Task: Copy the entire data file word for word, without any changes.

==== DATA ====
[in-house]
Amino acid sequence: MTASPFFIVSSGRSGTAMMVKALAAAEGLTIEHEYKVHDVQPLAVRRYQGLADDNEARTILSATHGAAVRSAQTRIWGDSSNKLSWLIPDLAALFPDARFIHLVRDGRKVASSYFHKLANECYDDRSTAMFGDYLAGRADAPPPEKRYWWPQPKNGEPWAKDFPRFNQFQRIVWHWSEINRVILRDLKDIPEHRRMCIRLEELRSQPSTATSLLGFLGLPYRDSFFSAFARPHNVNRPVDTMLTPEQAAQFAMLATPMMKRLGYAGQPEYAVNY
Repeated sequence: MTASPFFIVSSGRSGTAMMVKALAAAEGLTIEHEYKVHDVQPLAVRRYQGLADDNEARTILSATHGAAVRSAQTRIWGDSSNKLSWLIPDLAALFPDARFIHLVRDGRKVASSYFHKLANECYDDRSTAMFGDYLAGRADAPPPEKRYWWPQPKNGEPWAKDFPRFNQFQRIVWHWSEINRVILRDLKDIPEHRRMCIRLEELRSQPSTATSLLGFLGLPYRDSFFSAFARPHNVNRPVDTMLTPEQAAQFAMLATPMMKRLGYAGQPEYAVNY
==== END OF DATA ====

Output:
[in-house]
Amino acid sequence: MTASPFFIVSSGRSGTAMMVKALAAAEGLTIEHEYKVHDVQPLAVRRYQGLADDNEARTILSATHGAAVRSAQTRIWGDSSNKLSWLIPDLAALFPDARFIHLVRDGRKVASSYFHKLANECYDDRSTAMFGDYLAGRADAPPPEKRYWWPQPKNGEPWAKDFPRFNQFQRIVWHWSEINRVILRDLKDIPEHRRMCIRLEELRSQPSTATSLLGFLGLPYRDSFFSAFARPHNVNRPVDTMLTPEQAAQFAMLATPMMKRLGYAGQPEYAVNY
Repeated sequence: MTASPFFIVSSGRSGTAMMVKALAAAEGLTIEHEYKVHDVQPLAVRRYQGLADDNEARTILSATHGAAVRSAQTRIWGDSSNKLSWLIPDLAALFPDARFIHLVRDGRKVASSYFHKLANECYDDRSTAMFGDYLAGRADAPPPEKRYWWPQPKNGEPWAKDFPRFNQFQRIVWHWSEINRVILRDLKDIPEHRRMCIRLEELRSQPSTATSLLGFLGLPYRDSFFSAFARPHNVNRPVDTMLTPEQAAQFAMLATPMMKRLGYAGQPEYAVNY